How To Improve A New Client Engagement Process That Already Works Well

I recently did some work on new client engagement process with a program member, and it reminded me of one area of work I love most of all.

It also came up as a topic of conversation at the recent IFA Future Forum I spoke at.

Long before I started doing what I do now, I lived in Japan for two and a half years. There has been so much I’ve carried with me from my time there, but one thing that has always stuck with me is the Japanese view of how to improve things.

Perfection is when nothing more can be taken away.

The natural order of things is the evolution toward complexity. Our tech stack gets bigger. Our processes get more complicated. We fill out houses with more stuff, and then add storage space or move into an even bigger place to continue the process.

If anyone is looking for an explanation into how Marie Kondos’s The Life-Changing Magic of Tidying Up became such a global hit, there it is.

We crave simplicity, but more often create complexity.

It’s not that the practices I work with don’t have a good client engagement experience.

I don’t tend to work with “broken” businesses as much as ambitious ones, so often they’ll already have a way of engaging new clients that converts, demonstrates value, removes fee sensitivity, and feels good to deliver.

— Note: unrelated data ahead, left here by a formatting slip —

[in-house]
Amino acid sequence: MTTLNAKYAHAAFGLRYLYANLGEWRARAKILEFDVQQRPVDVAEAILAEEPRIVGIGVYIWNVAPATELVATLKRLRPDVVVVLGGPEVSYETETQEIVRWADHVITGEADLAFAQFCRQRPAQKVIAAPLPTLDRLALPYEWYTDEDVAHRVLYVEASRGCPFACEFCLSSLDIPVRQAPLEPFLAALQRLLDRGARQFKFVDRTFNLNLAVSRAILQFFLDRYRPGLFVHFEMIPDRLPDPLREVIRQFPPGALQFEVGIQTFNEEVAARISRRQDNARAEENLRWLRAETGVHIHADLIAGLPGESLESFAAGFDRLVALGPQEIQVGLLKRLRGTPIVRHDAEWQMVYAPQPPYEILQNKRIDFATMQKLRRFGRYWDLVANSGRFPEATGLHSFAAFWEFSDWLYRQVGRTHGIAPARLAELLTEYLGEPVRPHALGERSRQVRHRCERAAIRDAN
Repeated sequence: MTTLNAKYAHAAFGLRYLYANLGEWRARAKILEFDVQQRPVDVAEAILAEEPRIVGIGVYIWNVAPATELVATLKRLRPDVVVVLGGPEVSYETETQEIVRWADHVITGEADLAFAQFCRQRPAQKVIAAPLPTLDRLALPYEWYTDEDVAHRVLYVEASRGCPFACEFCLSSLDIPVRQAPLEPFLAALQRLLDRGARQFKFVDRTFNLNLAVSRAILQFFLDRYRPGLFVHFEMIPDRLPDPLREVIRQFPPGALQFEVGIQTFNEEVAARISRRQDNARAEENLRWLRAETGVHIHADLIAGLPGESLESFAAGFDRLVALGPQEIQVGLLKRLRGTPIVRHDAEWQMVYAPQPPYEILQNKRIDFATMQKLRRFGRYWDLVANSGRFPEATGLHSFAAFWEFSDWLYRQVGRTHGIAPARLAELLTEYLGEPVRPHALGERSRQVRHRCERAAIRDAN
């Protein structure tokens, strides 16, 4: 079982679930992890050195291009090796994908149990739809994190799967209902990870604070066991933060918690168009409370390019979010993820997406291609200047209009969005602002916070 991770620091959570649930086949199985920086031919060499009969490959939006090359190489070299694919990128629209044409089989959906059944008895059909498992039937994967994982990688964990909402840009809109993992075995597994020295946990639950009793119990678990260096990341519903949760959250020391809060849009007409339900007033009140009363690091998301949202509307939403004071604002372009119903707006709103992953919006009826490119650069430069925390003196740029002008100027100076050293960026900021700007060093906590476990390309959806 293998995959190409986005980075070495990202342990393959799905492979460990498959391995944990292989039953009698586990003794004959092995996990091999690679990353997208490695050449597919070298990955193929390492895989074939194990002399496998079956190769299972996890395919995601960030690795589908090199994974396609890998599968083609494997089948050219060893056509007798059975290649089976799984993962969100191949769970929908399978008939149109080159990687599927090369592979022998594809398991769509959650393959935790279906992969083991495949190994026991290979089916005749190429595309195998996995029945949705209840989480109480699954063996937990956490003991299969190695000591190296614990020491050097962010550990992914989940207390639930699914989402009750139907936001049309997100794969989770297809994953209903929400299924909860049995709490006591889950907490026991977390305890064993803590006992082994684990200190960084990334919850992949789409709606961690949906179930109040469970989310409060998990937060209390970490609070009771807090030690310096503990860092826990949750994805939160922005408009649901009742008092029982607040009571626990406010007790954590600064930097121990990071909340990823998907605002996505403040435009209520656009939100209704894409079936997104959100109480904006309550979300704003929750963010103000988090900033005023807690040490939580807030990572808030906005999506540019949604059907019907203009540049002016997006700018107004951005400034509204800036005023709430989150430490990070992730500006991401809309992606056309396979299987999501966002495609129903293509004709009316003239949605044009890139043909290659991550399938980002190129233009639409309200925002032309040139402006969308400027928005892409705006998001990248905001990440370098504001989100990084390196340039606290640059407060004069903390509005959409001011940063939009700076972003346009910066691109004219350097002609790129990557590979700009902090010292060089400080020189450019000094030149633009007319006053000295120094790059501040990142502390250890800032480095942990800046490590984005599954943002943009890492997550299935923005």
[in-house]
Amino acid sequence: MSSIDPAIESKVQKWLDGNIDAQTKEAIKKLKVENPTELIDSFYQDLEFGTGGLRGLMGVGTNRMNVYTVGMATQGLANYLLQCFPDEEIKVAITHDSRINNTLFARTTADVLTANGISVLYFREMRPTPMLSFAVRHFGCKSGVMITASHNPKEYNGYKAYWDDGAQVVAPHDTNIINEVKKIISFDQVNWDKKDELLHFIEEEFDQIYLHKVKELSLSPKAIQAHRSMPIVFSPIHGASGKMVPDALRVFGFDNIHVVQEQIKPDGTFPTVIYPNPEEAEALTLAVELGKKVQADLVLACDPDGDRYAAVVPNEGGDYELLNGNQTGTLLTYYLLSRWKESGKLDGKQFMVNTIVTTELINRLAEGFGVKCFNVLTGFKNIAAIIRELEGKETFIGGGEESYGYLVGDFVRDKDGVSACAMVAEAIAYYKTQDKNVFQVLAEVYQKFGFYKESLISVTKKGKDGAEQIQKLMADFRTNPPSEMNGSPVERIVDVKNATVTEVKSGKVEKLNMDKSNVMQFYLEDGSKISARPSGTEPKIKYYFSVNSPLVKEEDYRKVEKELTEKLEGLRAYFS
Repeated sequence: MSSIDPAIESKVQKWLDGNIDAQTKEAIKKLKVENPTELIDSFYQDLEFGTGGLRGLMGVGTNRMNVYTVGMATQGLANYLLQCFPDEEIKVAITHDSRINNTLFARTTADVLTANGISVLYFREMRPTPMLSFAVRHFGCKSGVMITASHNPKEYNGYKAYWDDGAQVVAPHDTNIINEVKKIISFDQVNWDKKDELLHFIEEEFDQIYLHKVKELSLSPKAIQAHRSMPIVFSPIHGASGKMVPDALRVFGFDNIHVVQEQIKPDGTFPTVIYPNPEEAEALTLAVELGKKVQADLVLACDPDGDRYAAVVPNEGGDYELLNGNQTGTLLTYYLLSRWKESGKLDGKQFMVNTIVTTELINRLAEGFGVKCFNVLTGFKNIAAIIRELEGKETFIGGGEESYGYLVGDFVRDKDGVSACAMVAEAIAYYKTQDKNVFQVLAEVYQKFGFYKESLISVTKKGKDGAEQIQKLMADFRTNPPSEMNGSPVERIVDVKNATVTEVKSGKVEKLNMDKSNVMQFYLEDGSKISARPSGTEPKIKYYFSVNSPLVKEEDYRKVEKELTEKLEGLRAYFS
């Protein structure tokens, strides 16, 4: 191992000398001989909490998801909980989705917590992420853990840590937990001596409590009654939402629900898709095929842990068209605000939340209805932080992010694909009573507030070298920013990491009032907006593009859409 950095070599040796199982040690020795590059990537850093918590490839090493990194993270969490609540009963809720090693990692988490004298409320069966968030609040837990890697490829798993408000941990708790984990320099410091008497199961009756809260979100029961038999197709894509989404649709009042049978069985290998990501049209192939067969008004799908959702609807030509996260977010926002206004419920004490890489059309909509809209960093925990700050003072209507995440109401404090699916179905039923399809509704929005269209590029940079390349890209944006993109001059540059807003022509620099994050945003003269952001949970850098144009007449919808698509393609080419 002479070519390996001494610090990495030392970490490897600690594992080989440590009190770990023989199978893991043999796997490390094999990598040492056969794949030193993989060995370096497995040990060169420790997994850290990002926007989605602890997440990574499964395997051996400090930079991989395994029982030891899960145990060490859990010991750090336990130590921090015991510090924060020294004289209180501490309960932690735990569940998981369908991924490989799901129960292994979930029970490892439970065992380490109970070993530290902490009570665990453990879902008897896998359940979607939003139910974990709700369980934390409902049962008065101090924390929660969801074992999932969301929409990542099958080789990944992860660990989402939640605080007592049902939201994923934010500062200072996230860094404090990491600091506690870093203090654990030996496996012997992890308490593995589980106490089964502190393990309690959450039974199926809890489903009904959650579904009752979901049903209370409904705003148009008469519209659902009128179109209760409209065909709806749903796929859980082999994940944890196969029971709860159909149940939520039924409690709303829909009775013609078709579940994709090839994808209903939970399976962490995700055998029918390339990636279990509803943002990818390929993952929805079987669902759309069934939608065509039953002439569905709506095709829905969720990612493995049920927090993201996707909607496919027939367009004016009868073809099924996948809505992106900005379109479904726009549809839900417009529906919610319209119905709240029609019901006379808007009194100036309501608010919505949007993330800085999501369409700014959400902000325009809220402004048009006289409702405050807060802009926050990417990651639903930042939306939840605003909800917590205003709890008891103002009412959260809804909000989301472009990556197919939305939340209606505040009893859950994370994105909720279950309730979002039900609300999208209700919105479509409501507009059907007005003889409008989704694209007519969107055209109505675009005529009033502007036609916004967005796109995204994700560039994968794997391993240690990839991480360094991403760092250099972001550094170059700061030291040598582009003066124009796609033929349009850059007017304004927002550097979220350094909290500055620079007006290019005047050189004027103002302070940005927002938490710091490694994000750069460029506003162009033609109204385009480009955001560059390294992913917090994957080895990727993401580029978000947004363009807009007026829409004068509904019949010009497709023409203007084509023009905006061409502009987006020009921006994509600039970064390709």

Maybe not perfect, but effective. Sometimes it just takes too long, or stalls at certain points, or requires a little too much manual intervention at certain points to be truly efficient.

My job isn’t to reinvent the wheel, but rather to ask a really important question.

What could we remove from the process and still get at least the same outcome at the end of it?

It’s like that scene from The Martian…. well, if you’ve seen it you’ll know what I mean. If not, I won’t spoil it for you.

Let me give you one example.

What I’ve found – particularly if you already know how to talk to clients about where they want their financial future to take them and you’ve got a specific way of engaging clients before you agree to meet – is it’s not only entirely possible to rock into an initial meeting with no preparation at all – no fact-finding, no pre-data gather – without using a single PowerPoint presentation, spreadsheet or piece of technology and convert clients across with a “yes’ on the day…

It’s often easier to do it.

The key lies in making the conversation about three things – where they wanna be, where they’re at now and what they may need to do to bridge the gap between the two – and being able to explain your role in building the bridge.

If you’ve found a way that works for you when it comes to engaging new clients, then changing things up isn’t usually the first priority on your To Do list. However, even the best processes have room for improvement if the question isn’t:

What could I improve?

but instead

What could I remove?

Could you chop two, three, four, or maybe even five hours’ worth of time from your process and still get the same result? That’s where you get the biggest efficiency games.

I hope this has been useful.

Related: Practices Who Start Well Set This up Before They Finish